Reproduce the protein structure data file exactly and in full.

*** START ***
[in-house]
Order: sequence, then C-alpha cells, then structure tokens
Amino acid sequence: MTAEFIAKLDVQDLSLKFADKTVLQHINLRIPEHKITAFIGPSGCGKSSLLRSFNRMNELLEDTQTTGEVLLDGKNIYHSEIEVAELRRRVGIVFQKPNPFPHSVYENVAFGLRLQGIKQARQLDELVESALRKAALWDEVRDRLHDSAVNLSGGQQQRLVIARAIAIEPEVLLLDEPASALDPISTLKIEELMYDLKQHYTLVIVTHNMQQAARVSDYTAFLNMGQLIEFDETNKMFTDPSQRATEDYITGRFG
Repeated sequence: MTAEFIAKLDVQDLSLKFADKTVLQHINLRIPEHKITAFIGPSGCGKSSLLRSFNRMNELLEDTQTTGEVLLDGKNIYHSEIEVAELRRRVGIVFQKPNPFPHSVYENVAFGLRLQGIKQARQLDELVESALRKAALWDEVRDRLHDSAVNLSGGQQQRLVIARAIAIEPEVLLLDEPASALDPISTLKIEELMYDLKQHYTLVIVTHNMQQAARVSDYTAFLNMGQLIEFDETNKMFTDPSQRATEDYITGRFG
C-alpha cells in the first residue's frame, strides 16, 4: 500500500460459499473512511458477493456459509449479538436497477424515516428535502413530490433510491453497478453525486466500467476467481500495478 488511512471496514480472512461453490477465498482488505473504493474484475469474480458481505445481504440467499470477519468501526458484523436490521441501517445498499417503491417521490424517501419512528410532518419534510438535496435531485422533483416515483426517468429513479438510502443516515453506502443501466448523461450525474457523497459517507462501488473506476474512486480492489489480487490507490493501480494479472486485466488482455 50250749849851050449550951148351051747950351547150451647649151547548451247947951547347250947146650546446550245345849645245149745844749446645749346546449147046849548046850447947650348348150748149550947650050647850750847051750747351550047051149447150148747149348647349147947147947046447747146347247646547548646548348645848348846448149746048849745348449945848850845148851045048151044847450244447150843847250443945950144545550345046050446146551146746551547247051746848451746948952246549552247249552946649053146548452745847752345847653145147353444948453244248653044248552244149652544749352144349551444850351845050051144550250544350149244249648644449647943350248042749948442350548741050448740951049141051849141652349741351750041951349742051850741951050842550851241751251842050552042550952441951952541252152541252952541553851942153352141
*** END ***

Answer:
[in-house]
Order: sequence, then C-alpha cells, then structure tokens
Amino acid sequence: MTAEFIAKLDVQDLSLKFADKTVLQHINLRIPEHKITAFIGPSGCGKSSLLRSFNRMNELLEDTQTTGEVLLDGKNIYHSEIEVAELRRRVGIVFQKPNPFPHSVYENVAFGLRLQGIKQARQLDELVESALRKAALWDEVRDRLHDSAVNLSGGQQQRLVIARAIAIEPEVLLLDEPASALDPISTLKIEELMYDLKQHYTLVIVTHNMQQAARVSDYTAFLNMGQLIEFDETNKMFTDPSQRATEDYITGRFG
Repeated sequence: MTAEFIAKLDVQDLSLKFADKTVLQHINLRIPEHKITAFIGPSGCGKSSLLRSFNRMNELLEDTQTTGEVLLDGKNIYHSEIEVAELRRRVGIVFQKPNPFPHSVYENVAFGLRLQGIKQARQLDELVESALRKAALWDEVRDRLHDSAVNLSGGQQQRLVIARAIAIEPEVLLLDEPASALDPISTLKIEELMYDLKQHYTLVIVTHNMQQAARVSDYTAFLNMGQLIEFDETNKMFTDPSQRATEDYITGRFG
C-alpha cells in the first residue's frame, strides 16, 4: 500500500460459499473512511458477493456459509449479538436497477424515516428535502413530490433510491453497478453525486466500467476467481500495478 488511512471496514480472512461453490477465498482488505473504493474484475469474480458481505445481504440467499470477519468501526458484523436490521441501517445498499417503491417521490424517501419512528410532518419534510438535496435531485422533483416515483426517468429513479438510502443516515453506502443501466448523461450525474457523497459517507462501488473506476474512486480492489489480487490507490493501480494479472486485466488482455 50250749849851050449550951148351051747950351547150451647649151547548451247947951547347250947146650546446550245345849645245149745844749446645749346546449147046849548046850447947650348348150748149550947650050647850750847051750747351550047051149447150148747149348647349147947147947046447747146347247646547548646548348645848348846448149746048849745348449945848850845148851045048151044847450244447150843847250443945950144545550345046050446146551146746551547247051746848451746948952246549552247249552946649053146548452745847752345847653145147353444948453244248653044248552244149652544749352144349551444850351845050051144550250544350149244249648644449647943350248042749948442350548741050448740951049141051849141652349741351750041951349742051850741951050842550851241751251842050552042550952441951952541252152541252952541553851942153352141